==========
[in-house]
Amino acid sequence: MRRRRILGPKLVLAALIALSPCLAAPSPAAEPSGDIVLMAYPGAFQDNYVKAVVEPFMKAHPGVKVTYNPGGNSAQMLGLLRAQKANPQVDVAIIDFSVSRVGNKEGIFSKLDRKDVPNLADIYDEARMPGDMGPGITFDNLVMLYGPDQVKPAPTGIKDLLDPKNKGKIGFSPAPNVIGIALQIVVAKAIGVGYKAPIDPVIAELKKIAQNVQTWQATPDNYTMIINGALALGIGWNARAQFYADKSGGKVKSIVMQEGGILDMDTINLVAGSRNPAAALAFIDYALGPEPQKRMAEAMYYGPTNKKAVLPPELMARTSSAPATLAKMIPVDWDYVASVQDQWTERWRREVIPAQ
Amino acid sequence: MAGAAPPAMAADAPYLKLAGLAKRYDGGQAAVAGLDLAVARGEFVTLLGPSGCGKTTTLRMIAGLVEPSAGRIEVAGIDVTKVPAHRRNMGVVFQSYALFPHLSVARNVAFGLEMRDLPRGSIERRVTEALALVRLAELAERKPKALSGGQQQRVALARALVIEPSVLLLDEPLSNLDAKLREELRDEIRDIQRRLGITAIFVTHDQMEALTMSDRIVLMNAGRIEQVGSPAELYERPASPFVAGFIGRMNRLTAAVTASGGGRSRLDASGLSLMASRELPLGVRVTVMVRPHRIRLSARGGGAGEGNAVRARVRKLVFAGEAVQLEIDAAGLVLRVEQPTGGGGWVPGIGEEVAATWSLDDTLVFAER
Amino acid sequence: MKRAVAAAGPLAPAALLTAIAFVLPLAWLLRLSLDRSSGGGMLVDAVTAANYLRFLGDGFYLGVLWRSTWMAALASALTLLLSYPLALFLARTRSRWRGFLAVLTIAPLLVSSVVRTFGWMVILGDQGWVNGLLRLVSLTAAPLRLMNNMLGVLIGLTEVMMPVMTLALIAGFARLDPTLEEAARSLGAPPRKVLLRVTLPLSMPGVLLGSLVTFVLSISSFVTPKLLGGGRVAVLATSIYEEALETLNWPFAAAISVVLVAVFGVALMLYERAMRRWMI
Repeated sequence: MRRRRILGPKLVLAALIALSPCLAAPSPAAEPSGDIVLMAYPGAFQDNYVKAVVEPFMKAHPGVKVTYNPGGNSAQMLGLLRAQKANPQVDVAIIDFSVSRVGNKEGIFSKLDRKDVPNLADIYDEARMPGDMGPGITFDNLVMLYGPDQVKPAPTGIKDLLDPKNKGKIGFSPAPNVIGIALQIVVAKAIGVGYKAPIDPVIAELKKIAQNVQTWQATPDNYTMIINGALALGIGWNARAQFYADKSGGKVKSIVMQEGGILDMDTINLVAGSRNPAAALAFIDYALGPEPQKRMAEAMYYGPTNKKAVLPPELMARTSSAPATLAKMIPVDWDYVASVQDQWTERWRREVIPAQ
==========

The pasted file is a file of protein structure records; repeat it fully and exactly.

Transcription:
[in-house]
Amino acid sequence: MRRRRILGPKLVLAALIALSPCLAAPSPAAEPSGDIVLMAYPGAFQDNYVKAVVEPFMKAHPGVKVTYNPGGNSAQMLGLLRAQKANPQVDVAIIDFSVSRVGNKEGIFSKLDRKDVPNLADIYDEARMPGDMGPGITFDNLVMLYGPDQVKPAPTGIKDLLDPKNKGKIGFSPAPNVIGIALQIVVAKAIGVGYKAPIDPVIAELKKIAQNVQTWQATPDNYTMIINGALALGIGWNARAQFYADKSGGKVKSIVMQEGGILDMDTINLVAGSRNPAAALAFIDYALGPEPQKRMAEAMYYGPTNKKAVLPPELMARTSSAPATLAKMIPVDWDYVASVQDQWTERWRREVIPAQ
Amino acid sequence: MAGAAPPAMAADAPYLKLAGLAKRYDGGQAAVAGLDLAVARGEFVTLLGPSGCGKTTTLRMIAGLVEPSAGRIEVAGIDVTKVPAHRRNMGVVFQSYALFPHLSVARNVAFGLEMRDLPRGSIERRVTEALALVRLAELAERKPKALSGGQQQRVALARALVIEPSVLLLDEPLSNLDAKLREELRDEIRDIQRRLGITAIFVTHDQMEALTMSDRIVLMNAGRIEQVGSPAELYERPASPFVAGFIGRMNRLTAAVTASGGGRSRLDASGLSLMASRELPLGVRVTVMVRPHRIRLSARGGGAGEGNAVRARVRKLVFAGEAVQLEIDAAGLVLRVEQPTGGGGWVPGIGEEVAATWSLDDTLVFAER
Amino acid sequence: MKRAVAAAGPLAPAALLTAIAFVLPLAWLLRLSLDRSSGGGMLVDAVTAANYLRFLGDGFYLGVLWRSTWMAALASALTLLLSYPLALFLARTRSRWRGFLAVLTIAPLLVSSVVRTFGWMVILGDQGWVNGLLRLVSLTAAPLRLMNNMLGVLIGLTEVMMPVMTLALIAGFARLDPTLEEAARSLGAPPRKVLLRVTLPLSMPGVLLGSLVTFVLSISSFVTPKLLGGGRVAVLATSIYEEALETLNWPFAAAISVVLVAVFGVALMLYERAMRRWMI
Repeated sequence: MRRRRILGPKLVLAALIALSPCLAAPSPAAEPSGDIVLMAYPGAFQDNYVKAVVEPFMKAHPGVKVTYNPGGNSAQMLGLLRAQKANPQVDVAIIDFSVSRVGNKEGIFSKLDRKDVPNLADIYDEARMPGDMGPGITFDNLVMLYGPDQVKPAPTGIKDLLDPKNKGKIGFSPAPNVIGIALQIVVAKAIGVGYKAPIDPVIAELKKIAQNVQTWQATPDNYTMIINGALALGIGWNARAQFYADKSGGKVKSIVMQEGGILDMDTINLVAGSRNPAAALAFIDYALGPEPQKRMAEAMYYGPTNKKAVLPPELMARTSSAPATLAKMIPVDWDYVASVQDQWTERWRREVIPAQ